The Bryant Park fountain in midtown Manhattan turned into a crystal jewel as the temperature in New York fell to 14 degrees Fahrenheit (minus 10 degrees Celsius) overnight on Jan. 30. A torrent of snow and high winds whipped the city and the iconic fountain froze, a symbol of winter’s arrival in the city.
“It’s beautiful, it’s frozen! It’s kind of symbolic, and you know it’s kind of like a staple of mid-town I think, the frozen fountain,” said Lauren Alex, a New Yorker who was on her way to a library nearby.
Lauren is a frequent visitor to Bryant Park and has been taking pictures of the frozen fountain every year. “This is one area of midtown that’s not covered by buildings and this is one of my favorite places in the city and just enjoy it in all its glory even though it’s freezing cold,” she said.
Unlike Lauren, Irma Labiosa, 32, has never seen the frozen fountain before, even though she has lived in New York her whole life. “It’s my first time. I’m so excited. I’m from Brooklyn, but I never thought to come out here just to see the fountain because it’s too cold and I’m never going out there.
“But my mom insisted and I’m excited because I took a lot of pictures and I know my friends are gonna to be so jealous,” Labiosa said. She feels the frozen fountain has a message to give to the world.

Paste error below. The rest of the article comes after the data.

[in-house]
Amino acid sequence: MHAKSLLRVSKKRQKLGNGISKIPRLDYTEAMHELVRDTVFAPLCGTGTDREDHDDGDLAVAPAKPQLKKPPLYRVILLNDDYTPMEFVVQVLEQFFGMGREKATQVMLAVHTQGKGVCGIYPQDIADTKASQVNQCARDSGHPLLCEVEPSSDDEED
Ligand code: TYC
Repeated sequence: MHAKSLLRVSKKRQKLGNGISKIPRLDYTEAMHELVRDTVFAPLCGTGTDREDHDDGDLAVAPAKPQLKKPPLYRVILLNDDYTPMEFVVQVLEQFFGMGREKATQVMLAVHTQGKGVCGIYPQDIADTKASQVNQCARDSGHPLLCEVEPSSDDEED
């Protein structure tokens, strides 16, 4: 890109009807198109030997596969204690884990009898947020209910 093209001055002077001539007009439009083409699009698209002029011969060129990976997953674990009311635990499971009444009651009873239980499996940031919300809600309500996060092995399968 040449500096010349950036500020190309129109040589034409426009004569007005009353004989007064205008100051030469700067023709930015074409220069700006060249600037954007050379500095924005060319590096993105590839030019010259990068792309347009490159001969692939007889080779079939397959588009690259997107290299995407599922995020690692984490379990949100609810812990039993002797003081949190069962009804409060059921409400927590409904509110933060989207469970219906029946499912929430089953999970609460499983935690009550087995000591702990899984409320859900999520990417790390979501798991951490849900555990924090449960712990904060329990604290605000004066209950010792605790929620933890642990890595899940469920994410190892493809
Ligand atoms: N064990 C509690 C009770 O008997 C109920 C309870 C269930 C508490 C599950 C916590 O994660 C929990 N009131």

“I would wish for, as everyone would say, ‘world peace’ just peace everywhere, that’s what I would really love. … A lot of calmness and serenity and when you just look at it, it just takes you away from here and it’s just a real peace, yea it’s real mellow, so I love it,” Labiosa said.
On Thursday morning as the sun rose over Manhattan, a steady stream of commuters and tourists poured over the frozen icon. A few pigeons roosted on the top as the still unfrozen and flowing part of the fountain dripped over the frozen crust. Pennies and quarters stared through the unfrozen water below.
Neil, 5, was also there with his mother Vnithya for his birthday. “We are celebrating Neil’s fifth birthday here. … I wanted to take him on skating and then we did it and then we [are] here. This one is so cool,” Vnithya said, pointing at the fountain.
Vnithya lives nearby in Manhattan but it was also her first time to see the frozen fountain. “It does remind me of a frozen tree, like out of a waterfall, just frozen in time,” she said.
Lauren thinks Bryant Park is special in every season: summer, autumn, and spring, and that the fountain takes on a new life each time as the weather changes.
“It’s just symbolic of the city and I think a lot of people come here and don’t expect the extreme temperature that we have here. I’m used to it but I think it’s kind of icon of Manhattan and midtown in general, Bryant Park and the fountain itself,” Lauren said as she happily clicked pictures and selfies of her with the fountain as the backdrop.